So photography’s hard-won victory – its gradual acceptance as an art form during the course of more than a century – turns out to have been a pyrrhic one. The medium’s special aptitudes, described but never quite pinned down by astute practitioners and critics in 150 years, no longer seem quite so special. Instead, photography has become ubiquitous, frictionless and trivial.
The arguments about whether photography deserves to qualify as an art form may seem redundant today, but they once were complex and gnarly and never quite conclusive. Why? Because the various possible answers to the question “What makes a great photograph?” never stood in a straightforward relationship to the question “How much artistry is involved in taking a great photograph?”
This strange state of affairs is the source of almost everything interesting one can find to say about the medium. The camera, after all, is a mechanical tool and, despite its modern ubiquity, it remains a rather miraculous one. So it is not surprising that, in the decades following its invention, the question asked was: “What should we do with this thing to get the most interesting results?”
One of the most common answers had nothing to do with art. It was a conviction that photography’s great purpose was to record historical truth. Thus the documentary, or realist, strain of photography has always been strong. In recent years, it has enjoyed something of a revival in the art world, which occasionally grows ashamed of its navel-gazing tendencies and looks to photography to reconnect it with the outside world.
But in terms of the culture at large it is a faux revival. In truth, the status of documentary photography, or photojournalism, has been slowly draining away since its golden era in the 1970s. Fewer magazines and newspapers even bother to publish serious photojournalism any more. There are a variety of reasons for this, from compassion fatigue and competition from moving imagery on television and film to perceived inadequacies in the nature of the documentary photograph.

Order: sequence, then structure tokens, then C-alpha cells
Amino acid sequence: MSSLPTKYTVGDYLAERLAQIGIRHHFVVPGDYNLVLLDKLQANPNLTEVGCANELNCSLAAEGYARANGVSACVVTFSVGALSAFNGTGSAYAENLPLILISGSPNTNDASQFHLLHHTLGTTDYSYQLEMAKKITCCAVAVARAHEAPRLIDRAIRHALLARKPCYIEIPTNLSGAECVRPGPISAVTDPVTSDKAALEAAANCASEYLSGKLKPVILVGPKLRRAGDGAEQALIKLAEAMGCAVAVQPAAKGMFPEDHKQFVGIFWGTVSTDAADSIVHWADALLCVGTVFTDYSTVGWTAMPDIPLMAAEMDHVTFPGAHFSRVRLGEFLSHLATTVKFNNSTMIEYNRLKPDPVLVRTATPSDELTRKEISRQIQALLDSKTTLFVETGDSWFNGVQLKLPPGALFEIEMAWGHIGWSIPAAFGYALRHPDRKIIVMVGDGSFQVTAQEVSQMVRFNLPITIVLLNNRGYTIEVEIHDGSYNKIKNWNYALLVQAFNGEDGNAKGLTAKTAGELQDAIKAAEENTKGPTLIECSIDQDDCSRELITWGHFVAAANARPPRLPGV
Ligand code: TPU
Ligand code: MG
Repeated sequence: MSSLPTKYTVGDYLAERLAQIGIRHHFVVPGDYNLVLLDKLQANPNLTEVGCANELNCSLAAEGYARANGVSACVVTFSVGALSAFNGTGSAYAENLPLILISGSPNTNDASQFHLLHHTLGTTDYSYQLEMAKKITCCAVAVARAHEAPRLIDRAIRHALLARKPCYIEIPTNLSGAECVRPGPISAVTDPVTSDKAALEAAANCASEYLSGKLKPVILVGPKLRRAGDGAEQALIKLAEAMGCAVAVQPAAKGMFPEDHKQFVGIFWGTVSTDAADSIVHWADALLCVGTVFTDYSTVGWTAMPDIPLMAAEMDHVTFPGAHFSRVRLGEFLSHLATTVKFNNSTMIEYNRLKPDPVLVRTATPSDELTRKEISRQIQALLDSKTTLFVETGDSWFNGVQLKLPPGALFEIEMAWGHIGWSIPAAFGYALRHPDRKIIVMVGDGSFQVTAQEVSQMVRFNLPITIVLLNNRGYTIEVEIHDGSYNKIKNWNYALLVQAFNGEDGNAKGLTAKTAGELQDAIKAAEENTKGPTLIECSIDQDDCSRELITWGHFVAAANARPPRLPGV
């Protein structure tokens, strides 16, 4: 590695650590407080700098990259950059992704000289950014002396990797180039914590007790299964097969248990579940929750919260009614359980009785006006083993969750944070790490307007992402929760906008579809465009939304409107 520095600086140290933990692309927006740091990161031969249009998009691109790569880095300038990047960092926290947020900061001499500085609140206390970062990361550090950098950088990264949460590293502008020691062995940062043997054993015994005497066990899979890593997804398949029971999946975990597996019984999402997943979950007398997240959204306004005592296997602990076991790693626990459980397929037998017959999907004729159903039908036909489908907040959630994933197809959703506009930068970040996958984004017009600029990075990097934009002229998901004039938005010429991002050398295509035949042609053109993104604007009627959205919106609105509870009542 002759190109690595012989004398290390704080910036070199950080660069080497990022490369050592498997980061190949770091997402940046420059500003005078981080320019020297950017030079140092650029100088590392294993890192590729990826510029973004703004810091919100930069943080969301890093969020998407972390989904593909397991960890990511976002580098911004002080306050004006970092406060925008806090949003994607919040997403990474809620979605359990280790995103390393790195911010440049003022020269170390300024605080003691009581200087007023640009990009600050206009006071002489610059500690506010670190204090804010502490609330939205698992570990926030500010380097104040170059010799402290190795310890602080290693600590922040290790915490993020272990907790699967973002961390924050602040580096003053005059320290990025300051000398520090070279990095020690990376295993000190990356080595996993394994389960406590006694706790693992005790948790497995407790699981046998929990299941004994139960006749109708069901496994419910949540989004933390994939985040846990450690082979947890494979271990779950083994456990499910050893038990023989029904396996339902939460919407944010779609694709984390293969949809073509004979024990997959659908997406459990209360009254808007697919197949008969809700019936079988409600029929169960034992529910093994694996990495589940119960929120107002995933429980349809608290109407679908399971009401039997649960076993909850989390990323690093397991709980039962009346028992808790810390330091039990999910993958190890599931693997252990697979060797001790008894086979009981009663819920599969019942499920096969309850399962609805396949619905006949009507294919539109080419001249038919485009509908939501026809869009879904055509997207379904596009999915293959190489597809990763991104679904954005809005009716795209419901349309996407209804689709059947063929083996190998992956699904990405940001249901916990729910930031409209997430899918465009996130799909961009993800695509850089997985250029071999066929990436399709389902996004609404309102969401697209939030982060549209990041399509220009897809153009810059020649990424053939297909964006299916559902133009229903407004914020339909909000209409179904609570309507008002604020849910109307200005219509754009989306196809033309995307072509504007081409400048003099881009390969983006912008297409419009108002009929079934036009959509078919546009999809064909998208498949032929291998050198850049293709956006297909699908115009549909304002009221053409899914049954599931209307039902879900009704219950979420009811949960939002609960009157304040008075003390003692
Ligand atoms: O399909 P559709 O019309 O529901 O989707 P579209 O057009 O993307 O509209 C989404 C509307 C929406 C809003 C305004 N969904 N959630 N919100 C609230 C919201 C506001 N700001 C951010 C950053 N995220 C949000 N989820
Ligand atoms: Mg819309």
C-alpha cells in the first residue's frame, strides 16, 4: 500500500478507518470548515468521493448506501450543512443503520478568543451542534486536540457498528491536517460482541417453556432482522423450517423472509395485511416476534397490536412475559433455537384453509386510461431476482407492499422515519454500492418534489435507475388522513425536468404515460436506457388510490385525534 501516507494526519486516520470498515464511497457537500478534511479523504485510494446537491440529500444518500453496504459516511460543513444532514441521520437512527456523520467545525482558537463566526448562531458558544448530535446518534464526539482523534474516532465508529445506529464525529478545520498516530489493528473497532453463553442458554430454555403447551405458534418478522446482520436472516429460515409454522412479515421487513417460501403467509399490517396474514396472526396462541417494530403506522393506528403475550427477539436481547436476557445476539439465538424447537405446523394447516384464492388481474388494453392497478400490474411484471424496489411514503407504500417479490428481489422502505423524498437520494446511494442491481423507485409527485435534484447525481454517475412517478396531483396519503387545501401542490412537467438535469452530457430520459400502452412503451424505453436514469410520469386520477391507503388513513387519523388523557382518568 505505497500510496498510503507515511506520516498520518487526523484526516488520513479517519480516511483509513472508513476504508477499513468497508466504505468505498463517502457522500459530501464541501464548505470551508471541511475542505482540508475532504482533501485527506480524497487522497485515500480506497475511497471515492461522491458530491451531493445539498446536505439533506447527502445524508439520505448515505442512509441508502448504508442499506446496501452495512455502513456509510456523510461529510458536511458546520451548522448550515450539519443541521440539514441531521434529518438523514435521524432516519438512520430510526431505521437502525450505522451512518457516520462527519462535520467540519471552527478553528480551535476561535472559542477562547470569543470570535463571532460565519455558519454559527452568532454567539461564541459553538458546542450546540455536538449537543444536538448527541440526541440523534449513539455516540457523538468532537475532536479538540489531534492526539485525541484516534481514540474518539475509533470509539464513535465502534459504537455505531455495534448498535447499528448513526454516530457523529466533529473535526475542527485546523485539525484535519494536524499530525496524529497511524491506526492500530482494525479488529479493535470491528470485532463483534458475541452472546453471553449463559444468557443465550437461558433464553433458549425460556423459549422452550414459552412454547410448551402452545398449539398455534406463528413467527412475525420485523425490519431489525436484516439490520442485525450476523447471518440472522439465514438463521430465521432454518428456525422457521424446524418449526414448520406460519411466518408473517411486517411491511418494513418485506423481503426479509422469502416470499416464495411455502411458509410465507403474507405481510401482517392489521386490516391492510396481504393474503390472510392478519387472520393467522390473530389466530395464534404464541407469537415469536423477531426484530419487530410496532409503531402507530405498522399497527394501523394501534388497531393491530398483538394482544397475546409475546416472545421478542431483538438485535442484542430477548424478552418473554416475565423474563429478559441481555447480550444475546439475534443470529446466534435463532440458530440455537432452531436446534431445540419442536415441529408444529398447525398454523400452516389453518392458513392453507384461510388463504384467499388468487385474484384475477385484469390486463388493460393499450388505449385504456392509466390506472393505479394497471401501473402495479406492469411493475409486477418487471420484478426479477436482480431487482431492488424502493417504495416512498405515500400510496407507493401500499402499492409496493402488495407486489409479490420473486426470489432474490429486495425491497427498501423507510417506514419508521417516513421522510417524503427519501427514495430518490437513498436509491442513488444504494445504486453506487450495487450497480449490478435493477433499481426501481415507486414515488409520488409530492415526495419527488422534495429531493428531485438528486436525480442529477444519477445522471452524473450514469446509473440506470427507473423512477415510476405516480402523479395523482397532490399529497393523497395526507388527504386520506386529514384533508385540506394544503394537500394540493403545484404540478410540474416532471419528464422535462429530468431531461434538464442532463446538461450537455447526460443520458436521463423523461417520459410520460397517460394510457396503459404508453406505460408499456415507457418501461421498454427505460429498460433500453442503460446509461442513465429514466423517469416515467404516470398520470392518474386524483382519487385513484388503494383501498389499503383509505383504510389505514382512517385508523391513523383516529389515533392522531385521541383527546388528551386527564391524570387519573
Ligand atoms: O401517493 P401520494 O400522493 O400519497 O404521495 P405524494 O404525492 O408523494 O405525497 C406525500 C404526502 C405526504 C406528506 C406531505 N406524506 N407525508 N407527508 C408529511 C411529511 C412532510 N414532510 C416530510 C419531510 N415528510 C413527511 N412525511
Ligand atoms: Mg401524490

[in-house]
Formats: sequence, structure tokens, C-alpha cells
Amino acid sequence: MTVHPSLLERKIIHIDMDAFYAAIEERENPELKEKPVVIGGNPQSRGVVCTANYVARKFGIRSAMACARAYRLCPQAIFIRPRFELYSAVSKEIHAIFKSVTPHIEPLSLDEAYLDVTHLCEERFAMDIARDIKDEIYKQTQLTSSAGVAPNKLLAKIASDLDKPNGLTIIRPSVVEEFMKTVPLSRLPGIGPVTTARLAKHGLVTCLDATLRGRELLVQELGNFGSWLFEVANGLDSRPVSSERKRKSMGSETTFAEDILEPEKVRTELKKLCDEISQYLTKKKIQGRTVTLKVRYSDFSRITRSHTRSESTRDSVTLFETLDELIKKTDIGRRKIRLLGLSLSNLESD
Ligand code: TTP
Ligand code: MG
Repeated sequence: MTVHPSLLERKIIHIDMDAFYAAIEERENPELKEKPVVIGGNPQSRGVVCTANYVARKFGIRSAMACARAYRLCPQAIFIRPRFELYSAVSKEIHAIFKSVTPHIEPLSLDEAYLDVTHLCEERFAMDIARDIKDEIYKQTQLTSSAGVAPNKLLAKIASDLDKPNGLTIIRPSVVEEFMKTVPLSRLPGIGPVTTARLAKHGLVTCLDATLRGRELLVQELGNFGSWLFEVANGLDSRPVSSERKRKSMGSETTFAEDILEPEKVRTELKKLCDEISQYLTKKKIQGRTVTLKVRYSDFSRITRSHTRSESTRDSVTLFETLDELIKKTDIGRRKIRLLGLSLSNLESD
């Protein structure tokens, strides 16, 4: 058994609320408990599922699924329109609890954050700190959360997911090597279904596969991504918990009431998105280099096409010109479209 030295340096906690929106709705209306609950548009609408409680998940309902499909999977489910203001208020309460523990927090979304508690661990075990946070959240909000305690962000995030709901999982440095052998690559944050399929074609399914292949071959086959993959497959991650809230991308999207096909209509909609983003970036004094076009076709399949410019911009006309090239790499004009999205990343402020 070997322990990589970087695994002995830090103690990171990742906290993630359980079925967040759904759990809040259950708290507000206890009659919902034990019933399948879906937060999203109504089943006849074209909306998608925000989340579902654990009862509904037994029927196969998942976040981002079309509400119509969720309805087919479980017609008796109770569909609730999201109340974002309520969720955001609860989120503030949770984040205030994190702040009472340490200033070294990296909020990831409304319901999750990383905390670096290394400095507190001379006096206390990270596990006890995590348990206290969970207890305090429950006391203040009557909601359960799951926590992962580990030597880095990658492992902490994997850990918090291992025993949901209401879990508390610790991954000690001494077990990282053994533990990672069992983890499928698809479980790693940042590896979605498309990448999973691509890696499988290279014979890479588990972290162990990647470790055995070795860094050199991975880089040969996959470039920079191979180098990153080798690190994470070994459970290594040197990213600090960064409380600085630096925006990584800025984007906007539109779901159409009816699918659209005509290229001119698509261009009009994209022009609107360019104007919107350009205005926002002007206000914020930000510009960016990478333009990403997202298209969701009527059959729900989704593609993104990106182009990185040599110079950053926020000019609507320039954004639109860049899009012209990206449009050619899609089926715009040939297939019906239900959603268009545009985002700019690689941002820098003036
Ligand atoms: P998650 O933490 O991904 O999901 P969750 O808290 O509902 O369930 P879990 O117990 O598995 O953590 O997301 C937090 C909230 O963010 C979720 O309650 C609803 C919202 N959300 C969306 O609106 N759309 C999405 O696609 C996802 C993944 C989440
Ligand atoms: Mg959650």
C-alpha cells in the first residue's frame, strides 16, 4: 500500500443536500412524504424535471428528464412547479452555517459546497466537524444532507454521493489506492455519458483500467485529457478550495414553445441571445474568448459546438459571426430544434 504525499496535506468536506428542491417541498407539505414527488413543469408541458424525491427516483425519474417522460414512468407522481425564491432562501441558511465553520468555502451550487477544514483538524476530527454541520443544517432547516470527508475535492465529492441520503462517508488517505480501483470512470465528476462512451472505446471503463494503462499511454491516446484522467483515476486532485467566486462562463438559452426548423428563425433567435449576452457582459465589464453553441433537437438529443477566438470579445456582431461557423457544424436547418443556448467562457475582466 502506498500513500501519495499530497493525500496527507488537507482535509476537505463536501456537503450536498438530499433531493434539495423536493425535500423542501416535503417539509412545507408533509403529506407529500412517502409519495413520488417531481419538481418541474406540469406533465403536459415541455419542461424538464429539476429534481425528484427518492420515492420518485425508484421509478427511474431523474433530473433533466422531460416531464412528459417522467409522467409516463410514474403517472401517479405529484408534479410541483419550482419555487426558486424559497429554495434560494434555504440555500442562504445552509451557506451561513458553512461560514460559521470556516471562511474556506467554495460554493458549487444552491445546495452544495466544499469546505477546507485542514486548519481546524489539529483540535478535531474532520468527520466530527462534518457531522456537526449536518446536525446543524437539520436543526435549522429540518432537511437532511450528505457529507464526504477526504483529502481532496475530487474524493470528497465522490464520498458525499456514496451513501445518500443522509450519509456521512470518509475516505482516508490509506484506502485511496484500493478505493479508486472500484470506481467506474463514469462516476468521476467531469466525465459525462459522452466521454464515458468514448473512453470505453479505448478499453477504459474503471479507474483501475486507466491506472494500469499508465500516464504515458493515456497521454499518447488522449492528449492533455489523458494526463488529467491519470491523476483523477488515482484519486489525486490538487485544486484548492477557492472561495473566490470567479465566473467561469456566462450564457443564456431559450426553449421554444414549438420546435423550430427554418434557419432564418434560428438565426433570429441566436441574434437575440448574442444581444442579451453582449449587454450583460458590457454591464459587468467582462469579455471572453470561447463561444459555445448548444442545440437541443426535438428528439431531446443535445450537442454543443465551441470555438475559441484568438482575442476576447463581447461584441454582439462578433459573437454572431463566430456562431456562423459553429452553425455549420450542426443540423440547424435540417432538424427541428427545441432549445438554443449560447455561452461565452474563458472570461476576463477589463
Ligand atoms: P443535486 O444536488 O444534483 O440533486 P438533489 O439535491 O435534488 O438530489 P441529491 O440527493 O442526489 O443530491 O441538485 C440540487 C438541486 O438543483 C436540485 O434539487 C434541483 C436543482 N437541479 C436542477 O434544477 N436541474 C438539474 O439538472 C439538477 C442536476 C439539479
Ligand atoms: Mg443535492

To compensate, some of the best photojournalism has shifted sideways into a cultural arena it previously spurned: the art world. Great documentary photographers such as the Brazilian Sebastiao Salgado profess thoroughgoing disdain for the art world. But they want an audience for their work and in galleries and art museums they get it.
Sadly, this awkward new context has only added to the insecurities of the great photojournalists. Displayed in art galleries, their work tends to meet with popular, but rarely critical, success. Their claims to represent objective truth inflected with moral urgency have been thrown into doubt by critics and philosophers of the image. Salgado, for instance, has been repeatedly accused of falsifying and even betraying his subjects by making images of trauma and destruction too artful, too beautiful.